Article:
. . . is the highest form of flattery, right? I was reminded of this phrase when I came across this old post when I was doing my categories.
But last week, I was reminded by my children that imitation is the highest form of conviction. My seven year old daughter was sitting beside me at the table eating lunch, when I heard, "Ooooh, I am so mad," uttered with furrowed brow and through clenched teeth. Unfortunately, that sounded too familiar. Even more unfortunately, I am usually saying it to her, when I've reached my level of frustration with disobedience or careless acts, which lead to messes or crying little brothers, or saddest of all, out of my own frustration with being bothered. What was making her so mad, you might ask? Her fish sticks kept coming out of the coating when she was trying to eat them.
I have been reading Building the Christian Family You Never Had (and I plan to post a full review when I am finished), but from it, I have learned that although I really had a perfectly fine upbringing for which I am thankful, there are things that I have to acknowledge that were problems, such as yelling as a normal mode of communication. I have to deal with them through daily prayer and lean only on Jesus' loving arms and ability to make my reactions like his, before I not only damage this generation of children I am parenting, but the next as they imitate me as they raise their own children.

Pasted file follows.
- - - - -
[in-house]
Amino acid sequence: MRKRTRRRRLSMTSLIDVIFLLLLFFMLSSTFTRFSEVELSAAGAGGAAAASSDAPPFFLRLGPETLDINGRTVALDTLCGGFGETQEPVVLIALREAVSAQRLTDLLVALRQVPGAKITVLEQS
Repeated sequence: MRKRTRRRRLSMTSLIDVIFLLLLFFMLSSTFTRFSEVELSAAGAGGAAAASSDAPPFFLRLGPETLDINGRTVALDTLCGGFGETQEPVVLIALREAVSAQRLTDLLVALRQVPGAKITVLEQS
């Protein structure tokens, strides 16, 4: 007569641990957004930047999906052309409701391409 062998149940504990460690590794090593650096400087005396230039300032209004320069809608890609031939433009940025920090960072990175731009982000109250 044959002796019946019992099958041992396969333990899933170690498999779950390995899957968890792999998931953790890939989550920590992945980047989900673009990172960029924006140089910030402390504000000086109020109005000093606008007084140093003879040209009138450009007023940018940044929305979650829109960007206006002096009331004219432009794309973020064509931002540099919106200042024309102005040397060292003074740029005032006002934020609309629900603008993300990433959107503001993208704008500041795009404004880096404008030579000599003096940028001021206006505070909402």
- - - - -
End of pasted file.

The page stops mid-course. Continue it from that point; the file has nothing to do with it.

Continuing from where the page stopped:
I am not afraid to apologize for speaking out in anger. An apology assures Amanda that I know that she does not deserve to be spoken to in that way, but it doesn't take away the damage done by harsh words. Fortunately, the Holy Spirit brought me under conviction about this, and so now when I do it, I immediately repent, and feel saddened by my sin. I don't know if I felt that sorrow five or six years ago. So, I've made progress. With God's help, I even have to apologize less than I did last year.
I'd love for the cycle to stop with me. I'm so thankful for forgiving children, understanding friends who don't judge me harshly, because they've either been there or are struggling with their own parenting imperfections as well, and for God's grace that helps me not to feel so mired in sin that I just give up instead of pressing forward.